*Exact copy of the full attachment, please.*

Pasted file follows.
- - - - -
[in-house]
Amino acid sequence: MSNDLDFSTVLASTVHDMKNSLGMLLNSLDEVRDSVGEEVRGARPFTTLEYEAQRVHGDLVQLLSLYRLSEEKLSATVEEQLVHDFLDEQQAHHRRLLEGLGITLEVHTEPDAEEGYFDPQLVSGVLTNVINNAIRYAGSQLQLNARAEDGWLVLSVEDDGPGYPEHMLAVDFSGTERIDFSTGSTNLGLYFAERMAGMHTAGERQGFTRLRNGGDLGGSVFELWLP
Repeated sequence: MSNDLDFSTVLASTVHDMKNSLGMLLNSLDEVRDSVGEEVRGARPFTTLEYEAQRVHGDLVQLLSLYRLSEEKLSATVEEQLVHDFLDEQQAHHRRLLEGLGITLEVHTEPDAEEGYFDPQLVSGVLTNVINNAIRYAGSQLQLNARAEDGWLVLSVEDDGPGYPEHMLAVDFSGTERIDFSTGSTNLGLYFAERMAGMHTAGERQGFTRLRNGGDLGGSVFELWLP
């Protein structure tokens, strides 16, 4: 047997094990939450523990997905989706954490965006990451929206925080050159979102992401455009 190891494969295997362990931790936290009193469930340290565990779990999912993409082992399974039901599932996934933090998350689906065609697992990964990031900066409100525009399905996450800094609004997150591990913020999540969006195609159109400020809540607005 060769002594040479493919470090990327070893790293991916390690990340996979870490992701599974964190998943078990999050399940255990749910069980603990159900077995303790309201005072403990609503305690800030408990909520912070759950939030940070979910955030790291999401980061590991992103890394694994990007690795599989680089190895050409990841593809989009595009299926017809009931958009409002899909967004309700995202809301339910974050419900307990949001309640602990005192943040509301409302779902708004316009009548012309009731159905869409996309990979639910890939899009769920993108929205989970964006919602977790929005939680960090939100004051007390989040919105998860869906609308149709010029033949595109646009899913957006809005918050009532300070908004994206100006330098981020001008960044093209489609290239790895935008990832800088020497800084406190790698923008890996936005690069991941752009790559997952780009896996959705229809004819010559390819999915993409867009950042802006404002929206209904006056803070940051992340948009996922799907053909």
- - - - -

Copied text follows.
[in-house]
Amino acid sequence: MSNDLDFSTVLASTVHDMKNSLGMLLNSLDEVRDSVGEEVRGARPFTTLEYEAQRVHGDLVQLLSLYRLSEEKLSATVEEQLVHDFLDEQQAHHRRLLEGLGITLEVHTEPDAEEGYFDPQLVSGVLTNVINNAIRYAGSQLQLNARAEDGWLVLSVEDDGPGYPEHMLAVDFSGTERIDFSTGSTNLGLYFAERMAGMHTAGERQGFTRLRNGGDLGGSVFELWLP
Repeated sequence: MSNDLDFSTVLASTVHDMKNSLGMLLNSLDEVRDSVGEEVRGARPFTTLEYEAQRVHGDLVQLLSLYRLSEEKLSATVEEQLVHDFLDEQQAHHRRLLEGLGITLEVHTEPDAEEGYFDPQLVSGVLTNVINNAIRYAGSQLQLNARAEDGWLVLSVEDDGPGYPEHMLAVDFSGTERIDFSTGSTNLGLYFAERMAGMHTAGERQGFTRLRNGGDLGGSVFELWLP
């Protein structure tokens, strides 16, 4: 047997094990939450523990997905989706954490965006990451929206925080050159979102992401455009 190891494969295997362990931790936290009193469930340290565990779990999912993409082992399974039901599932996934933090998350689906065609697992990964990031900066409100525009399905996450800094609004997150591990913020999540969006195609159109400020809540607005 060769002594040479493919470090990327070893790293991916390690990340996979870490992701599974964190998943078990999050399940255990749910069980603990159900077995303790309201005072403990609503305690800030408990909520912070759950939030940070979910955030790291999401980061590991992103890394694994990007690795599989680089190895050409990841593809989009595009299926017809009931958009409002899909967004309700995202809301339910974050419900307990949001309640602990005192943040509301409302779902708004316009009548012309009731159905869409996309990979639910890939899009769920993108929205989970964006919602977790929005939680960090939100004051007390989040919105998860869906609308149709010029033949595109646009899913957006809005918050009532300070908004994206100006330098981020001008960044093209489609290239790895935008990832800088020497800084406190790698923008890996936005690069991941752009790559997952780009896996959705229809004819010559390819999915993409867009950042802006404002929206209904006056803070940051992340948009996922799907053909």